Recently I read an incredible book called Tattoos on the Heart by Father Gregory Boyle, a Jesuit priest. For twenty years Fr. Boyle has worked with gangs in Los Angeles where there are an estimated 1,100 gangs and 86,000 gang members. Fr. Boyle founded and runs Homeboy Industries, a gang intervention program that offers jobs, education, mental health services, and tattoo removal for former gang members.
When I say the book is about gangs, your first thought might be, “Why would I want to read a book about such a depressing topic?” Or “What do violent gangs have to do with my life?” Those were my thoughts when a trusted friend handed me the book saying, “Read this, Melannie. It’s wonderful!” I did. And she was absolutely right.
Despite its serious topic, the book is amazingly hopeful and even funny. Yes, there are stories that will break your heart—like when Father presides at the funeral of yet another teenage gang member (he has buried 168), or when one gang member tells Father, “My spirit is so sore. It hurts to be me.” But there are other stories that will uplift your heart—like when one former gang member, upon hearing that Fr. Boyle has leukemia, asks him with tears in his eyes, “Father, what do I have that you need?”
The book is divided into nine chapters with titles such as these: “God, I Guess,” “Compassion,” “Gladness,” “Success,” and “Kinship.” Each chapter is filled not only with powerful stories but also with spiritual wisdom. Here are three gems:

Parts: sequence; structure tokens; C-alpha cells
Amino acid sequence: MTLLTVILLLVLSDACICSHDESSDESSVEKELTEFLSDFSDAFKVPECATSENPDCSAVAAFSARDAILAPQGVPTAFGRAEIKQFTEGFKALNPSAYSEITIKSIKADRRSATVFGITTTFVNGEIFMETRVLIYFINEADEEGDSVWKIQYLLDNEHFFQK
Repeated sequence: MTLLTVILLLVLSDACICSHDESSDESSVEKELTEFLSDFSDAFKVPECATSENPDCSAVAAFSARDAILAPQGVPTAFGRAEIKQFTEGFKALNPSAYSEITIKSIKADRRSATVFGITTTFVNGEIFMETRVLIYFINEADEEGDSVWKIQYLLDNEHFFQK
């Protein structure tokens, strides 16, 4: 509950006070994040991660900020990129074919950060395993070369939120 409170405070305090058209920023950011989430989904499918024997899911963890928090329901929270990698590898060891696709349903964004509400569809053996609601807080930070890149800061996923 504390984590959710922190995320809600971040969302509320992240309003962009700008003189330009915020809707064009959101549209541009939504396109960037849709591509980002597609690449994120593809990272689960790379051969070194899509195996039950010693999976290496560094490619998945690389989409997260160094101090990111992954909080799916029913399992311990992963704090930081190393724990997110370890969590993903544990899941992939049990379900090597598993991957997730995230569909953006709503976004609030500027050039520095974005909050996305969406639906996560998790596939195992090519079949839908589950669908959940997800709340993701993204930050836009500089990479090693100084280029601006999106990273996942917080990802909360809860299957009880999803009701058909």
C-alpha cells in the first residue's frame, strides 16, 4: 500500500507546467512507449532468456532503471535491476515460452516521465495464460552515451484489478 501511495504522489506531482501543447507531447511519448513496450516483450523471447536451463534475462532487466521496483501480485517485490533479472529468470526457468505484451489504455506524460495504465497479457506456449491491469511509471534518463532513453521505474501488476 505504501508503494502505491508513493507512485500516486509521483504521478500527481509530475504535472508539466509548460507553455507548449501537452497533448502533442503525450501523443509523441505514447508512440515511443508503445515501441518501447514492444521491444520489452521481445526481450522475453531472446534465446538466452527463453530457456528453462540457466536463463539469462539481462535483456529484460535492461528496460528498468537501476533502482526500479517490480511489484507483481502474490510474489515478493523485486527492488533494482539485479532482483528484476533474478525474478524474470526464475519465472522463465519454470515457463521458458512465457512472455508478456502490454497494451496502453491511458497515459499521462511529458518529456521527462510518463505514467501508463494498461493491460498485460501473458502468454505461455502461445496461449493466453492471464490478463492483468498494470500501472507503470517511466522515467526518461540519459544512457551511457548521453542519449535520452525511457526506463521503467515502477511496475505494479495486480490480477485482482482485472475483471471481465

“God, I guess, is more expansive than every image we think rhymes with God. How much greater is the God we have than the one we think we have.”
“Compassion is not a relationship between the healer and the wounded. It’s a covenant between equals…Compassion is always…about a shift from the cramped world of self-preoccupation into a more expansive place of fellowship, true kinship.”
“Jesus was not a man for others. He was a man with others. There is a world of difference. Jesus didn’t just seek the rights of lepers. He touched the leper even before he got around to curing him. He didn’t champion the cause of the outcast. He was the outcast.”
Fr. Boyle raises questions about what it means to be a church. He serves as pastor of Dolores Mission Church, the poorest church in the Los Angeles archdiocese. One day a man comes to visit the church where he was baptized and made his first communion many years before. He sees the gang members standing around the bell tower, the homeless men and women being fed in great numbers in the parking lot, and people arriving for their AA meetings and ESL classes. The man shakes his head as if disgusted, and says, “You know, this used to be a church.” Fr. Boyle thinks: “Most people around here think it is finally a church.’”
I recommend Tattoos on the Heart if you want to meet unforgettable people and hear amazing stories of down-to-earth love that will widen your perspective, challenge your assumptions, strengthen your faith, and quicken your heart.
Have any of you read this book?
Would you recommend any other books that “widened your heart, challenged your assumptions, strengthened your faith, or quickened your heart”?